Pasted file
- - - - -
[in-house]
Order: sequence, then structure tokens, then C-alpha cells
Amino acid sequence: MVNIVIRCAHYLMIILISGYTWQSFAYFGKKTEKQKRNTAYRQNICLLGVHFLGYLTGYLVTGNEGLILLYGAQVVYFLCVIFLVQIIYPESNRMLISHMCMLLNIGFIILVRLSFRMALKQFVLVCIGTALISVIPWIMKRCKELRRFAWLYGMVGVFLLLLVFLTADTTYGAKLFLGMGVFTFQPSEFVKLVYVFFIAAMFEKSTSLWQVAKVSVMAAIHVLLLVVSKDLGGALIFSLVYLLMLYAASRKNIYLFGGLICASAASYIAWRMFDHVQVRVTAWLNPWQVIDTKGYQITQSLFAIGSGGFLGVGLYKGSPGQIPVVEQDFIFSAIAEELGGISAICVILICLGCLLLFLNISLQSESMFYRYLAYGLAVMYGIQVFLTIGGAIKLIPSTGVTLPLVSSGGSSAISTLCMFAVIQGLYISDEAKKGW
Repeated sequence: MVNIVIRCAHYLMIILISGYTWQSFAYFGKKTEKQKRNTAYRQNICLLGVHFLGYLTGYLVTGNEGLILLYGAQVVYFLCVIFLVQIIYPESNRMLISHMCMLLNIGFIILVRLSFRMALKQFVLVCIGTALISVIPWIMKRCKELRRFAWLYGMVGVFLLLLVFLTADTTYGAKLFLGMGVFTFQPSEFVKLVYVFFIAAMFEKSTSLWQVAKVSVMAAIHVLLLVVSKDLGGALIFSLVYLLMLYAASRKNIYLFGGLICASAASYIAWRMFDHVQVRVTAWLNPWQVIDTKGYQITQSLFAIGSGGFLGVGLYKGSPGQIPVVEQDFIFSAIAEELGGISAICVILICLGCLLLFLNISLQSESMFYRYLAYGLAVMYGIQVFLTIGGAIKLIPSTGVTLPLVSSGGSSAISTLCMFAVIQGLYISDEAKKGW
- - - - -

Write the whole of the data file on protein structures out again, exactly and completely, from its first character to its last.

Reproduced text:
[in-house]
Order: sequence, then structure tokens, then C-alpha cells
Amino acid sequence: MVNIVIRCAHYLMIILISGYTWQSFAYFGKKTEKQKRNTAYRQNICLLGVHFLGYLTGYLVTGNEGLILLYGAQVVYFLCVIFLVQIIYPESNRMLISHMCMLLNIGFIILVRLSFRMALKQFVLVCIGTALISVIPWIMKRCKELRRFAWLYGMVGVFLLLLVFLTADTTYGAKLFLGMGVFTFQPSEFVKLVYVFFIAAMFEKSTSLWQVAKVSVMAAIHVLLLVVSKDLGGALIFSLVYLLMLYAASRKNIYLFGGLICASAASYIAWRMFDHVQVRVTAWLNPWQVIDTKGYQITQSLFAIGSGGFLGVGLYKGSPGQIPVVEQDFIFSAIAEELGGISAICVILICLGCLLLFLNISLQSESMFYRYLAYGLAVMYGIQVFLTIGGAIKLIPSTGVTLPLVSSGGSSAISTLCMFAVIQGLYISDEAKKGW
Repeated sequence: MVNIVIRCAHYLMIILISGYTWQSFAYFGKKTEKQKRNTAYRQNICLLGVHFLGYLTGYLVTGNEGLILLYGAQVVYFLCVIFLVQIIYPESNRMLISHMCMLLNIGFIILVRLSFRMALKQFVLVCIGTALISVIPWIMKRCKELRRFAWLYGMVGVFLLLLVFLTADTTYGAKLFLGMGVFTFQPSEFVKLVYVFFIAAMFEKSTSLWQVAKVSVMAAIHVLLLVVSKDLGGALIFSLVYLLMLYAASRKNIYLFGGLICASAASYIAWRMFDHVQVRVTAWLNPWQVIDTKGYQITQSLFAIGSGGFLGVGLYKGSPGQIPVVEQDFIFSAIAEELGGISAICVILICLGCLLLFLNISLQSESMFYRYLAYGLAVMYGIQVFLTIGGAIKLIPSTGVTLPLVSSGGSSAISTLCMFAVIQGLYISDEAKKGW